An induction cooktop uses electromagnetism to create a magnetic field, which heats compatible cookware directly through induction. Unlike traditional electric or gas cooktops, induction cooktops do not generate heat themselves but transfer it directly to the cookware, making them faster, safer, and more energy-efficient. They offer precise temperature control and are known for their quick heating and cooling capabilities. Induction cooktops require cookware with a magnetic base to work effectively.
The main difference between a ceramic cooktop and an induction cooktop is how they generate heat. Ceramic cooktops use radiant heat from electric coils or elements beneath a smooth ceramic glass surface to cook food.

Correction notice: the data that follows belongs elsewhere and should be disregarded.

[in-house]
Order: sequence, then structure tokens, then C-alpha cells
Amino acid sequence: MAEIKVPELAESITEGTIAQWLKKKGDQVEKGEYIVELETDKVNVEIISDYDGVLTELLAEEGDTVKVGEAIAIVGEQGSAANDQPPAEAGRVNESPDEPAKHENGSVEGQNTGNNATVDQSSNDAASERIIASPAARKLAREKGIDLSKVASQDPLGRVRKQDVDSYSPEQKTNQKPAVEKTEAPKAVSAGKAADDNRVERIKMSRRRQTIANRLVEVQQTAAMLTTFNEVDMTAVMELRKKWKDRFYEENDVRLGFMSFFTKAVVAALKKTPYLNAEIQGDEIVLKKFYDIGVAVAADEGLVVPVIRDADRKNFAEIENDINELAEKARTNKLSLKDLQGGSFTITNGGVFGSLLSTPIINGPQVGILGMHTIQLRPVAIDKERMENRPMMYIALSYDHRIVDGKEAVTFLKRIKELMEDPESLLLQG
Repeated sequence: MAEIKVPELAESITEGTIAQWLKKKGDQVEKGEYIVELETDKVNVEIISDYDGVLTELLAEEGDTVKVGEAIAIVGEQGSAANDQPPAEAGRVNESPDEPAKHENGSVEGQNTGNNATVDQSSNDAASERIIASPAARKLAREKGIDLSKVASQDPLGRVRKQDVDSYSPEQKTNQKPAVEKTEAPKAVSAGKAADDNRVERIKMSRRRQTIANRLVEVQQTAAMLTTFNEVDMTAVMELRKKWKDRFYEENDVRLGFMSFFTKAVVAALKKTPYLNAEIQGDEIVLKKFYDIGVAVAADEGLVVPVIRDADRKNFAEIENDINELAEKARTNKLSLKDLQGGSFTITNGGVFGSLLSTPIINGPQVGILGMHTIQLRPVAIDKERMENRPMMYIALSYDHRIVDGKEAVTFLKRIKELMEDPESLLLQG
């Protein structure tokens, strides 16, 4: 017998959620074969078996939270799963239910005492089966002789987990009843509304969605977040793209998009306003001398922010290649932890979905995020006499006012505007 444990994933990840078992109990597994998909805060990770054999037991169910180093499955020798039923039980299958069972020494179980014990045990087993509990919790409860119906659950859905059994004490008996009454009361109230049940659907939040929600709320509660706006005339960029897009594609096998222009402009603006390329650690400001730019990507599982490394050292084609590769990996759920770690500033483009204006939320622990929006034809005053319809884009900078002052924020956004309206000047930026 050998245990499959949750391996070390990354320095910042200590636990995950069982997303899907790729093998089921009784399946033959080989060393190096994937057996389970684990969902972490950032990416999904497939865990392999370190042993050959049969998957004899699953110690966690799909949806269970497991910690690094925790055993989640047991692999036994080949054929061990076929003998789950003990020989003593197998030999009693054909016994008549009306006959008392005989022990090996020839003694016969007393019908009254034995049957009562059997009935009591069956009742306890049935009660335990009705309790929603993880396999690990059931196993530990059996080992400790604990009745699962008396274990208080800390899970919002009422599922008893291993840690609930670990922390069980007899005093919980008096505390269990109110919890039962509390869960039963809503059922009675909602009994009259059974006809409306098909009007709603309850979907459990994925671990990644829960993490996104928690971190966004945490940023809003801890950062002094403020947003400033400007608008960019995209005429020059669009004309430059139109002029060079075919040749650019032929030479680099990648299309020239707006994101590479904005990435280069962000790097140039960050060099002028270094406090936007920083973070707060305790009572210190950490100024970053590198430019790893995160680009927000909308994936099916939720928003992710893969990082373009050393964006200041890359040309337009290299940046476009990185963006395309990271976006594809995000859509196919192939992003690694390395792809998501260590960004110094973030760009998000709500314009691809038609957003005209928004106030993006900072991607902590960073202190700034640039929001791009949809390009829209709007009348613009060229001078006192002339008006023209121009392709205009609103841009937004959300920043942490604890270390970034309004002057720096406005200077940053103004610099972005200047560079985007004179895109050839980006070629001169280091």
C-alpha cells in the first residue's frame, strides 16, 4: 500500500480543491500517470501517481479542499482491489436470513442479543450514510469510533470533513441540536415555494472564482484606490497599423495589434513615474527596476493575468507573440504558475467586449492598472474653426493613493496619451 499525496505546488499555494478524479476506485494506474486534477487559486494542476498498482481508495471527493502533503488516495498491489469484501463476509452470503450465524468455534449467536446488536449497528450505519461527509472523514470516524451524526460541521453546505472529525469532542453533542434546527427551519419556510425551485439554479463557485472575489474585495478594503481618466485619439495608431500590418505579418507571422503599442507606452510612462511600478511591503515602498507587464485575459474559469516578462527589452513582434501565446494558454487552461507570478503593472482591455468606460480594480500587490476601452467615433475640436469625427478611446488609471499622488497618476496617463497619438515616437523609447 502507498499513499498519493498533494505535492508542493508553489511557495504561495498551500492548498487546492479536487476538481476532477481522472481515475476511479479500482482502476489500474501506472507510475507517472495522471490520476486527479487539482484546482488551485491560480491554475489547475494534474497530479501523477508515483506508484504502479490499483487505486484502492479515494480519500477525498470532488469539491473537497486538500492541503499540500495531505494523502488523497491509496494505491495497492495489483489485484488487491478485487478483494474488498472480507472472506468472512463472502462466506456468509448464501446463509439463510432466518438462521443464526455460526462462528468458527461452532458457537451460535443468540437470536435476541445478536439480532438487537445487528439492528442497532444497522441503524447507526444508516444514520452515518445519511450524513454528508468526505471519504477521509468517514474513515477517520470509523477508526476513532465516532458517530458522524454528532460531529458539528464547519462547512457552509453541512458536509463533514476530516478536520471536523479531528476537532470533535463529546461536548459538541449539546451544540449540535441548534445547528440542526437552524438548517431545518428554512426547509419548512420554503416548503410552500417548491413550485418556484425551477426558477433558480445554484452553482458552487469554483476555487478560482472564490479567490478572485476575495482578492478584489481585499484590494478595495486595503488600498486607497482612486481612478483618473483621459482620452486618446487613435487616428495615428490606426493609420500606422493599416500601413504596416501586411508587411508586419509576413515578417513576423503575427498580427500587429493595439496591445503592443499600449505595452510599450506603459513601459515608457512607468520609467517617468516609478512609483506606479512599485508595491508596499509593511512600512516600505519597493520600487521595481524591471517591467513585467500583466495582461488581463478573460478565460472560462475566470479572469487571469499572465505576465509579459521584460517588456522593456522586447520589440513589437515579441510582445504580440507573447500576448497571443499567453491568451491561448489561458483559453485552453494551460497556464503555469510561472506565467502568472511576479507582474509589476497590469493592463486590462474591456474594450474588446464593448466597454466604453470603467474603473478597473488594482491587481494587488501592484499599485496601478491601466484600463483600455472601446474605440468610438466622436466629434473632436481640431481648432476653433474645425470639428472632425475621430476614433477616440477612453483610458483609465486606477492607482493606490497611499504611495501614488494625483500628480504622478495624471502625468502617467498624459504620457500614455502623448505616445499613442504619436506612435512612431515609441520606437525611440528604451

Induction cooktops use electromagnetism to directly heat pots and pans made of compatible materials, such as magnetic stainless steel or cast iron, resulting in faster cooking times and more precise temperature control.